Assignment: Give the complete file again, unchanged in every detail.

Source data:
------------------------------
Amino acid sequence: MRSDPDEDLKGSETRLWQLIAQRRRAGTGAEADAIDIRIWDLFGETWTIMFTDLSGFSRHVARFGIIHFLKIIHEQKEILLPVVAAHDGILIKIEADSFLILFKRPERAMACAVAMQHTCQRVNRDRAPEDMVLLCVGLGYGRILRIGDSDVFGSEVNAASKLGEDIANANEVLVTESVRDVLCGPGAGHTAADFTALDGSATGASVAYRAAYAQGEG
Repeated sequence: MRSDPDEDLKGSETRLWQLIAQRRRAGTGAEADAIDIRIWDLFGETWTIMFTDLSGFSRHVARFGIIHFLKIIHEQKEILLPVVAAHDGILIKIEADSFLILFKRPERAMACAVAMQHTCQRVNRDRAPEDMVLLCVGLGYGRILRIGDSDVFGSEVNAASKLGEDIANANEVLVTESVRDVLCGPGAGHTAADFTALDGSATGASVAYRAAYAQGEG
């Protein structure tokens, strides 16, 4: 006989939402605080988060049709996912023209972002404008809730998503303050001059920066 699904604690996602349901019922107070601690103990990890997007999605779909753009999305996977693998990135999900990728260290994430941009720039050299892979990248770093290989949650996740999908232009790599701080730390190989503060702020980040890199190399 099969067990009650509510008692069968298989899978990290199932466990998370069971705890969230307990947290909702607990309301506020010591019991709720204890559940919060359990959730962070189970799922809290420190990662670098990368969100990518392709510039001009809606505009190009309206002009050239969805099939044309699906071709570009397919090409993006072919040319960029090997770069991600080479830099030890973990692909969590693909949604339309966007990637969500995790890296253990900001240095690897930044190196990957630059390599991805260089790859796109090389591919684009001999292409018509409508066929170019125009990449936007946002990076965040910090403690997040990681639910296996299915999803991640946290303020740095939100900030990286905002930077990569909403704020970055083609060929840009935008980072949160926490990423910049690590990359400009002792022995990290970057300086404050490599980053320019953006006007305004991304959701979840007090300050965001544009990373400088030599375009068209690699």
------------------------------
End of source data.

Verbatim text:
Amino acid sequence: MRSDPDEDLKGSETRLWQLIAQRRRAGTGAEADAIDIRIWDLFGETWTIMFTDLSGFSRHVARFGIIHFLKIIHEQKEILLPVVAAHDGILIKIEADSFLILFKRPERAMACAVAMQHTCQRVNRDRAPEDMVLLCVGLGYGRILRIGDSDVFGSEVNAASKLGEDIANANEVLVTESVRDVLCGPGAGHTAADFTALDGSATGASVAYRAAYAQGEG
Repeated sequence: MRSDPDEDLKGSETRLWQLIAQRRRAGTGAEADAIDIRIWDLFGETWTIMFTDLSGFSRHVARFGIIHFLKIIHEQKEILLPVVAAHDGILIKIEADSFLILFKRPERAMACAVAMQHTCQRVNRDRAPEDMVLLCVGLGYGRILRIGDSDVFGSEVNAASKLGEDIANANEVLVTESVRDVLCGPGAGHTAADFTALDGSATGASVAYRAAYAQGEG
């Protein structure tokens, strides 16, 4: 006989939402605080988060049709996912023209972002404008809730998503303050001059920066 699904604690996602349901019922107070601690103990990890997007999605779909753009999305996977693998990135999900990728260290994430941009720039050299892979990248770093290989949650996740999908232009790599701080730390190989503060702020980040890199190399 099969067990009650509510008692069968298989899978990290199932466990998370069971705890969230307990947290909702607990309301506020010591019991709720204890559940919060359990959730962070189970799922809290420190990662670098990368969100990518392709510039001009809606505009190009309206002009050239969805099939044309699906071709570009397919090409993006072919040319960029090997770069991600080479830099030890973990692909969590693909949604339309966007990637969500995790890296253990900001240095690897930044190196990957630059390599991805260089790859796109090389591919684009001999292409018509409508066929170019125009990449936007946002990076965040910090403690997040990681639910296996299915999803991640946290303020740095939100900030990286905002930077990569909403704020970055083609060929840009935008980072949160926490990423910049690590990359400009002792022995990290970057300086404050490599980053320019953006006007305004991304959701979840007090300050965001544009990373400088030599375009068209690699």